How long before the Earth's bounty runs out – a future history

Scientific American provides a detailed, hypothetical response to the question which has no doubt crossed the mind of anyone involved with the mining sector – how long before the Earth's bounty of resources runs out?

The venerable US science magazine has published a hypothetical future history of the Earth based on existing data, providing a detailed as well as sobering account of humanity's exhaustion of its mineral and surface resources.

According to the hypothetical future history the late 2020's will be crunch time for reserves of heavy precious metals, with indium deposits exhausted by 2028, deposits of silver mined out by 2029 and all readily mineable gold deposits gone by 2030.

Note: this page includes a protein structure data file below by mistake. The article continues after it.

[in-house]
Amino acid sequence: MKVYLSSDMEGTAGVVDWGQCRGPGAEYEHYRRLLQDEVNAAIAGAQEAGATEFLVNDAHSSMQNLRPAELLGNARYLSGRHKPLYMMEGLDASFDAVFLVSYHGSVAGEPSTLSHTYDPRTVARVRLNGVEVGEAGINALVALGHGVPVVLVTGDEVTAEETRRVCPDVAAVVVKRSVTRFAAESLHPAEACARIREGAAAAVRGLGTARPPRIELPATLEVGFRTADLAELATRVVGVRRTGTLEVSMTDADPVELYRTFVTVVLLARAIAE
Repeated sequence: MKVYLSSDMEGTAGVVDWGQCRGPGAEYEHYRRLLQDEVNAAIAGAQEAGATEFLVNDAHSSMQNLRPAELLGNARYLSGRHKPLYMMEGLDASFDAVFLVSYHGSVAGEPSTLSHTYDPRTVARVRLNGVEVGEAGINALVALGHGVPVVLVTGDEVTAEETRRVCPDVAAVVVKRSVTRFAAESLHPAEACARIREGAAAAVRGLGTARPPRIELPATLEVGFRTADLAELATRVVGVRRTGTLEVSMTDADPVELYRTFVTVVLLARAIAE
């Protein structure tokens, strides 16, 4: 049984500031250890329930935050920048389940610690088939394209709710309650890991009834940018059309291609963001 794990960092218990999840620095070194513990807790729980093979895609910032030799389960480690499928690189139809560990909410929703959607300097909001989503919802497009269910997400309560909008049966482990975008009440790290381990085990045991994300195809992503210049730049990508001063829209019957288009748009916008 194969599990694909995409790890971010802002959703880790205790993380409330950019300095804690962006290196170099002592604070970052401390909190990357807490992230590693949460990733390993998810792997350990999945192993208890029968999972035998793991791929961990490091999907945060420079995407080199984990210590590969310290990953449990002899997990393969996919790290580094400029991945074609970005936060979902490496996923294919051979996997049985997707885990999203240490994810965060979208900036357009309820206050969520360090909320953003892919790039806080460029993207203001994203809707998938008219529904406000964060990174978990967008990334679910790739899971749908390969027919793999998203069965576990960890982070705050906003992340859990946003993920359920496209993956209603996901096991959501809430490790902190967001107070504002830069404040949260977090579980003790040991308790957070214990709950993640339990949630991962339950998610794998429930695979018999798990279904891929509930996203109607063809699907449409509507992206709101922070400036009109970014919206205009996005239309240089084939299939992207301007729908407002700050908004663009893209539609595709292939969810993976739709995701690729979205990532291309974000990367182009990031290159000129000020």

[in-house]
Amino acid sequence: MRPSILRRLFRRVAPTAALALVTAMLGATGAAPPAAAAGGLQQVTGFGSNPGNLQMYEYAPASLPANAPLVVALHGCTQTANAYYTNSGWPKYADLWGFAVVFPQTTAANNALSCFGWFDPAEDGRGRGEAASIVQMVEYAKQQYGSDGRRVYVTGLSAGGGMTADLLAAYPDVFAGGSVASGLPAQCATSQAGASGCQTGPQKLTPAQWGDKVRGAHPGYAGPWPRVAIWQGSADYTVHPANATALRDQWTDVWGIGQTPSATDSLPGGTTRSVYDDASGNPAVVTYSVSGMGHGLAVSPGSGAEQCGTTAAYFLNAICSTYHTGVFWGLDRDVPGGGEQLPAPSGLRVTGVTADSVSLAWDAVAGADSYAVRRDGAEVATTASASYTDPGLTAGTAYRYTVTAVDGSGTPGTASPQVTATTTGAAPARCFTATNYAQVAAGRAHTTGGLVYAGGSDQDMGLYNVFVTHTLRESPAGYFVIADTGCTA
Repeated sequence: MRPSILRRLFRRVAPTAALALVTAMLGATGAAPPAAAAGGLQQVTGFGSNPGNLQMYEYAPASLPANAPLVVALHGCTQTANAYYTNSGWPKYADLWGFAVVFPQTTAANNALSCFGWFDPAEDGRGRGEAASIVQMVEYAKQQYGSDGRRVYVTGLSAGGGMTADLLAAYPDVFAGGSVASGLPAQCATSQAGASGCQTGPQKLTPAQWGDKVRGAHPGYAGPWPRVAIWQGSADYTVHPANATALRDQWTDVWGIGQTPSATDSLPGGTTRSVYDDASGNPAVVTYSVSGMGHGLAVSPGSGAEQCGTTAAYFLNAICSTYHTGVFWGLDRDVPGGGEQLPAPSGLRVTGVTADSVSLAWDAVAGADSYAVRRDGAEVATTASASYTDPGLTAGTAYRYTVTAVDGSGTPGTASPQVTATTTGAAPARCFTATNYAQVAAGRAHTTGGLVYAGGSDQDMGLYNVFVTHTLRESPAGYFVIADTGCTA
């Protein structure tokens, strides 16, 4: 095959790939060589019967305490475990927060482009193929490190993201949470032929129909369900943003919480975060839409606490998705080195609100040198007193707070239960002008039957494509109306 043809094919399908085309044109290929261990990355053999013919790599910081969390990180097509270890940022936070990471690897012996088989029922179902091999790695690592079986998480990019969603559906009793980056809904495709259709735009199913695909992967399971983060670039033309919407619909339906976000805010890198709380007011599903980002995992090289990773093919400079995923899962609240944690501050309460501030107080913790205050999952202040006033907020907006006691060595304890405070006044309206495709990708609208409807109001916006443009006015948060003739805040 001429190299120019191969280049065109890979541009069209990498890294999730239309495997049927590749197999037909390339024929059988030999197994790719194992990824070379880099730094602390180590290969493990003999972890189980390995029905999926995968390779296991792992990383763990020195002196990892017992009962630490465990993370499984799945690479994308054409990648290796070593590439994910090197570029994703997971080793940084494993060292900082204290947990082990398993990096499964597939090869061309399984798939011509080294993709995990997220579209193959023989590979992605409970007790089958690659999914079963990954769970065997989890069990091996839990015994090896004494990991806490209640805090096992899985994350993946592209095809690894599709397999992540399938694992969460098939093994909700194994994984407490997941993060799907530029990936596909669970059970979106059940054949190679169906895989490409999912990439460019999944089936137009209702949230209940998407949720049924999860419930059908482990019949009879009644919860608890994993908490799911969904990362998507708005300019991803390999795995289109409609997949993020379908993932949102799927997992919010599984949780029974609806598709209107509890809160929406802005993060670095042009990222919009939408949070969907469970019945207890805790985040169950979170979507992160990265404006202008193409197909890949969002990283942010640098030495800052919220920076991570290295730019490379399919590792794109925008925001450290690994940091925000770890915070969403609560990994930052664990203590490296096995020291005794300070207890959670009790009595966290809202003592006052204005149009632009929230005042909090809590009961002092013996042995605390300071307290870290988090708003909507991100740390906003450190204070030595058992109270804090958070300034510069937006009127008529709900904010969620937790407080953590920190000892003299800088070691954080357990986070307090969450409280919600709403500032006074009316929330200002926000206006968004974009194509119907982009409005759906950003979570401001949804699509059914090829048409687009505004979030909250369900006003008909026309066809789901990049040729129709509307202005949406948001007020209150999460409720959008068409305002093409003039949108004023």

Copper, despite its ubiquitous presence in modern infrastructure and technology, will enjoy a slightly longer run due to its abundance, with Scientific American predicting exhaustion of reserves by 2044. Known reserves currently stand at 540 million metric tonnes, although the Andes Mountains may harbour a further 1.3 billion metric tonnes.

While peak oil is expected in only two years time, coal has much more to give with 2072 given as the year when 90% of viable deposits are exhausted. Although coal is widely believed to be "virtually inexhaustible", David Rutledge from the California Institute of Technology says reserves are frequently over-estimated due to the assumption that technological advances will deliver inaccessible deposits to human usage.

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